Ask Alice by D J Taylor
|Ask Alice by D J Taylor|
|Category: General Fiction|
|Reviewer: Louise Laurie|
|Summary: American Alice Keach has done very well for herself in life. She's rich, gifted, beautiful and is the toast of 1930s London society - until her past catches up with her.|
|Buy? Yes||Borrow? Yes|
|Pages: 352||Date: April 2010|
The central character Alice, has had a humble start in life but ... the silence of the Kansas flat ... and the distant murmur of the freight trains is not for her. She dreams of the bright lights of the big cities and although she is naive and unworldly, fancies herself as an actress. Painful and difficult decisions are made as she reaches for her goal. Her talent and resourcefulness see her through; give her a modest roof above her head in this precarious profession.
The men in her personal life are few and far between. They are also dull plodders. Alice finds that she has little time for them. When she finds herself in London, Taylor uses the situation to his advantage by describing the strong contrast of the unforgiving landscape of the American prairies and the bustling streets and tree-lined squares of London. Alice adapts to her newest surroundings. In fact, she flourishes and blooms like a classic English rose. But nibbling away inside is a deep secret. It seems as if it's eating her alive.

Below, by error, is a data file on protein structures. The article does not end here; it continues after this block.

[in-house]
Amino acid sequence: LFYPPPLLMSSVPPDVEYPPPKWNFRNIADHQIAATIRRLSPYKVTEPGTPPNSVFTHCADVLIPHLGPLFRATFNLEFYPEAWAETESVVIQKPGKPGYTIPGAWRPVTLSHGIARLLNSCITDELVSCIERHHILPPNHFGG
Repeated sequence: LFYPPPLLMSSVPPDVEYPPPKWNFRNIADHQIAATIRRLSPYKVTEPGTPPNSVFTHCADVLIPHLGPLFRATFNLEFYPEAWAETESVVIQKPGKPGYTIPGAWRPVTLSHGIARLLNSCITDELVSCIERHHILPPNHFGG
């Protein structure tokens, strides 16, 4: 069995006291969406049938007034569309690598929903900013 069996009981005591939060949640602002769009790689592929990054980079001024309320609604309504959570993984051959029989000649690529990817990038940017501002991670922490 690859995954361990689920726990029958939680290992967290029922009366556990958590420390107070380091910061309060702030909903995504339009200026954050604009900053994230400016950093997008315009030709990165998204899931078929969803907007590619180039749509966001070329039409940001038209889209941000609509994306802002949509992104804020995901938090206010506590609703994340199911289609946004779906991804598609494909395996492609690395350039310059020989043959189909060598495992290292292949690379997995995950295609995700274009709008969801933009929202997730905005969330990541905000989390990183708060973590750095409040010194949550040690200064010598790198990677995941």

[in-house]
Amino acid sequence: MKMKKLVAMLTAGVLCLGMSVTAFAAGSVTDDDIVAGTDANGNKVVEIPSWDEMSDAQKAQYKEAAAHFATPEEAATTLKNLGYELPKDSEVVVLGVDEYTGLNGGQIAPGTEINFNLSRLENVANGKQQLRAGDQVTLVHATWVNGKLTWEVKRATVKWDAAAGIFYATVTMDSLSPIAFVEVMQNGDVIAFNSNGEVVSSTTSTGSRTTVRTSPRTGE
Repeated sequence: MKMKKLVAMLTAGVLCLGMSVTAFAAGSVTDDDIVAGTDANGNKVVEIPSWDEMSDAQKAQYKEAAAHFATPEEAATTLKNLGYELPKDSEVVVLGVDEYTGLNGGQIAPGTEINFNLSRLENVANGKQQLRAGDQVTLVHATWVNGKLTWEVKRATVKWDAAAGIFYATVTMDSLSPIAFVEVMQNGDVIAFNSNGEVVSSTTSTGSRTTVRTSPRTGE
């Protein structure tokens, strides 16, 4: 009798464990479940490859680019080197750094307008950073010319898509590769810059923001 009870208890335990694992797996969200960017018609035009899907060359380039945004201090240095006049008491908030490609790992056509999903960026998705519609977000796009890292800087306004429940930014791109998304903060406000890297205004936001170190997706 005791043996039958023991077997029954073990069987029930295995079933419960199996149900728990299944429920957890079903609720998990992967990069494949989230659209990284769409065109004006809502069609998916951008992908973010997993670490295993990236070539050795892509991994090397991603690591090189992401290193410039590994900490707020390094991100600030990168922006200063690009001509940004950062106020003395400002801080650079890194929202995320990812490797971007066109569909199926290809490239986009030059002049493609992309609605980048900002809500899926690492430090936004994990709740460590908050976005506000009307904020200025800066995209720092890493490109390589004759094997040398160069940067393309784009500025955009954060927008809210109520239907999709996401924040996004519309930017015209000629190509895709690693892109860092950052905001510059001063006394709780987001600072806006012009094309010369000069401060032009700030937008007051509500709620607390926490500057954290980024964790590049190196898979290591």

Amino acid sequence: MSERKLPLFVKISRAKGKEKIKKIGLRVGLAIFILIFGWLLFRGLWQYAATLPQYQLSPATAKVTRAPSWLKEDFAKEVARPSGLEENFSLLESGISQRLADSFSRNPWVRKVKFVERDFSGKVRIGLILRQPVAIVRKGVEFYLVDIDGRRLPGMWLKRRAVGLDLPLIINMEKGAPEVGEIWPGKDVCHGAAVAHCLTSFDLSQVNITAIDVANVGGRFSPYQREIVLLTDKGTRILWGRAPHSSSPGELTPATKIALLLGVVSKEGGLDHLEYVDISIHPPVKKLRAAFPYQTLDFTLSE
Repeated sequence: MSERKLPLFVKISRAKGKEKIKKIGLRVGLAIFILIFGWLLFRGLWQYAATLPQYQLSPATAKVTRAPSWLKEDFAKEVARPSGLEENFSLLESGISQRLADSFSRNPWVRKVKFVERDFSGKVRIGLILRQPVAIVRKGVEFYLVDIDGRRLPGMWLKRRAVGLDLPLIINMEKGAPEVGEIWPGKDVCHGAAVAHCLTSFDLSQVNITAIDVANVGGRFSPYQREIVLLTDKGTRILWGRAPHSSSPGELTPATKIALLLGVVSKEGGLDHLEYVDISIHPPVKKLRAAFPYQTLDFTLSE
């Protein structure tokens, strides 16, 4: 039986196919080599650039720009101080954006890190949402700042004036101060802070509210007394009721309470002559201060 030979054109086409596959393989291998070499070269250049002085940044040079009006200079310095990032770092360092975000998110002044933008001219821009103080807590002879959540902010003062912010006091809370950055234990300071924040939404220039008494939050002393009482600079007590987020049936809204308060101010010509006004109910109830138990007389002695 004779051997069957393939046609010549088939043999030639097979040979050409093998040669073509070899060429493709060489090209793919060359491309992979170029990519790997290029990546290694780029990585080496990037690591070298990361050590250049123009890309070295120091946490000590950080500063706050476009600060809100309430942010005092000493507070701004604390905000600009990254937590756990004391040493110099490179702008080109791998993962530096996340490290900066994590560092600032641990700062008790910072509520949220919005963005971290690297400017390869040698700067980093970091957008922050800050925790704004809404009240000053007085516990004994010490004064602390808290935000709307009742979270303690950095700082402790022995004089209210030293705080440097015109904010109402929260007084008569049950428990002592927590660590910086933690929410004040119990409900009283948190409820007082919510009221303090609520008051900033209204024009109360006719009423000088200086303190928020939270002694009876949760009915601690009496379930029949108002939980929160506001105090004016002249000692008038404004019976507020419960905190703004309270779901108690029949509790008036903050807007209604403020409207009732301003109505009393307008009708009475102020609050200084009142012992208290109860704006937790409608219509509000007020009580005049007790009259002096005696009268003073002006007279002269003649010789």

Taylor describes the bleakness of Alice's early years extremely well. His style - great chunks of narrative presented in, sometimes, protracted and long-winded sentences, works. Similar say, to Dickens or Trollope in his 'style on the printed page.' I gobbled it all up willingly. I was drawn right into the centre of Alice's life from the start. I was hooked. I was keen to find out what she was going to do next. Taylor is also clever in his sentence construction which is fluid and smooth and which all adds to the charm of the story and of the Edwardian period.
The parallel story concerns a young man called Ralph. He appears quiet, thoughtful, seems to do nothing much at all. He lives with his uncle somewhere in the home counties. There's a lovely section which deals with the uncle's sudden change in fortunes. He's made it. And, a bit like some big lottery winners today, goes out and spends, spends, spends. But in essence, he's still the same rather humble man. There are also some lovely light touches of irony which I thoroughly appreciated and enjoyed.
We're given a bit of a potted history of the times: many mentions of prime ministers, MPs, the tragic sinking of the Titanic, for example. Some of the throwaway remarks around groaning dinner tables, are priceless. It also, I think, displays the rather narrow lives of some sections of the upper middle-classes in London where world events took place - but their lives carried on regardless.
Although the story is set in the 1930s with all its trappings for those who could afford them - servants, maids, country homes when London's dusty summer descended etc, the plot is timeless. In fact, you could argue that you're heard it all before. But that doesn't matter a jot. After a wonderful and lengthy build up of suspense until you're just about bursting, Taylor give us Alice's unique way of dealing with her own dark matters.
The latter part of the novel is almost Agatha Christie-esque. Legal matters ago-go.
This novel is a satisfying, big read in the traditional sense of story-telling. Recommended.
I'd like to thank the publishers for sending a copy to The Bookbag.
If this book appeals to you then you might also enjoy The Suspicions of Mr Whicher by Kate Summerscale.
You can read more book reviews or buy Ask Alice by D J Taylor at Amazon.co.uk.
You can read more book reviews or buy Ask Alice by D J Taylor at Amazon.com.
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